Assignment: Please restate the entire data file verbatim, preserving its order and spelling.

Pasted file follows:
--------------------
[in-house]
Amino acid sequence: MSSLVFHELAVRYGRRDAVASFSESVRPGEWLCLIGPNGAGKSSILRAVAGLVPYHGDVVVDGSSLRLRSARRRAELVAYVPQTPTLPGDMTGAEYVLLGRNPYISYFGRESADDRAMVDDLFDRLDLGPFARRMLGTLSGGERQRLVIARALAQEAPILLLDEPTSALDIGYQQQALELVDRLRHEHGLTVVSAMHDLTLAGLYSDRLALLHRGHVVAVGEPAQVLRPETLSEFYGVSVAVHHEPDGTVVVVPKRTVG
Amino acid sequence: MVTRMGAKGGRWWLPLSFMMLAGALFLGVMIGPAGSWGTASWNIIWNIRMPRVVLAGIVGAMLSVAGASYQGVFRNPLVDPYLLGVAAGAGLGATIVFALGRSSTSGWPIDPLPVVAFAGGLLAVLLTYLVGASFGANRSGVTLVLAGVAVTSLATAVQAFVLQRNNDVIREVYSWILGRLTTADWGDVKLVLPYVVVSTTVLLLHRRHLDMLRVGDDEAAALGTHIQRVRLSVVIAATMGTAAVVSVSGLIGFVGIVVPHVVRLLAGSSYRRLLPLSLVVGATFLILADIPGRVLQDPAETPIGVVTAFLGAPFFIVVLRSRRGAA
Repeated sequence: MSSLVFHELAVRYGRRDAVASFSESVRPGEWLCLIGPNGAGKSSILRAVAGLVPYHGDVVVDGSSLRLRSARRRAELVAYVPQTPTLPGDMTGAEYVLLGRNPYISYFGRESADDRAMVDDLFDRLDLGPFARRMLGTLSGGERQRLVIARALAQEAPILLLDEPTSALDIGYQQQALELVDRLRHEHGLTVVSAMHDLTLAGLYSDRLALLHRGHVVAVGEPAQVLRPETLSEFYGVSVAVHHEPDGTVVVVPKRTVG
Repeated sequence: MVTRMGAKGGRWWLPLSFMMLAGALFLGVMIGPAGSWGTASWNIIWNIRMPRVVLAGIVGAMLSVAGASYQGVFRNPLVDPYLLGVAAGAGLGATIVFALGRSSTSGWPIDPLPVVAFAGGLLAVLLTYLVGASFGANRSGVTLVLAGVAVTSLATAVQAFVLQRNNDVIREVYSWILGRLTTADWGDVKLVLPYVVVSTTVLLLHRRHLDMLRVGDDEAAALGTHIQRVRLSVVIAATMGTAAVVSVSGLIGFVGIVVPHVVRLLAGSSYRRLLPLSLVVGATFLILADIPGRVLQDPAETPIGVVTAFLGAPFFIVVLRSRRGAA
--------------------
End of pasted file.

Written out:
[in-house]
Amino acid sequence: MSSLVFHELAVRYGRRDAVASFSESVRPGEWLCLIGPNGAGKSSILRAVAGLVPYHGDVVVDGSSLRLRSARRRAELVAYVPQTPTLPGDMTGAEYVLLGRNPYISYFGRESADDRAMVDDLFDRLDLGPFARRMLGTLSGGERQRLVIARALAQEAPILLLDEPTSALDIGYQQQALELVDRLRHEHGLTVVSAMHDLTLAGLYSDRLALLHRGHVVAVGEPAQVLRPETLSEFYGVSVAVHHEPDGTVVVVPKRTVG
Amino acid sequence: MVTRMGAKGGRWWLPLSFMMLAGALFLGVMIGPAGSWGTASWNIIWNIRMPRVVLAGIVGAMLSVAGASYQGVFRNPLVDPYLLGVAAGAGLGATIVFALGRSSTSGWPIDPLPVVAFAGGLLAVLLTYLVGASFGANRSGVTLVLAGVAVTSLATAVQAFVLQRNNDVIREVYSWILGRLTTADWGDVKLVLPYVVVSTTVLLLHRRHLDMLRVGDDEAAALGTHIQRVRLSVVIAATMGTAAVVSVSGLIGFVGIVVPHVVRLLAGSSYRRLLPLSLVVGATFLILADIPGRVLQDPAETPIGVVTAFLGAPFFIVVLRSRRGAA
Repeated sequence: MSSLVFHELAVRYGRRDAVASFSESVRPGEWLCLIGPNGAGKSSILRAVAGLVPYHGDVVVDGSSLRLRSARRRAELVAYVPQTPTLPGDMTGAEYVLLGRNPYISYFGRESADDRAMVDDLFDRLDLGPFARRMLGTLSGGERQRLVIARALAQEAPILLLDEPTSALDIGYQQQALELVDRLRHEHGLTVVSAMHDLTLAGLYSDRLALLHRGHVVAVGEPAQVLRPETLSEFYGVSVAVHHEPDGTVVVVPKRTVG
Repeated sequence: MVTRMGAKGGRWWLPLSFMMLAGALFLGVMIGPAGSWGTASWNIIWNIRMPRVVLAGIVGAMLSVAGASYQGVFRNPLVDPYLLGVAAGAGLGATIVFALGRSSTSGWPIDPLPVVAFAGGLLAVLLTYLVGASFGANRSGVTLVLAGVAVTSLATAVQAFVLQRNNDVIREVYSWILGRLTTADWGDVKLVLPYVVVSTTVLLLHRRHLDMLRVGDDEAAALGTHIQRVRLSVVIAATMGTAAVVSVSGLIGFVGIVVPHVVRLLAGSSYRRLLPLSLVVGATFLILADIPGRVLQDPAETPIGVVTAFLGAPFFIVVLRSRRGAA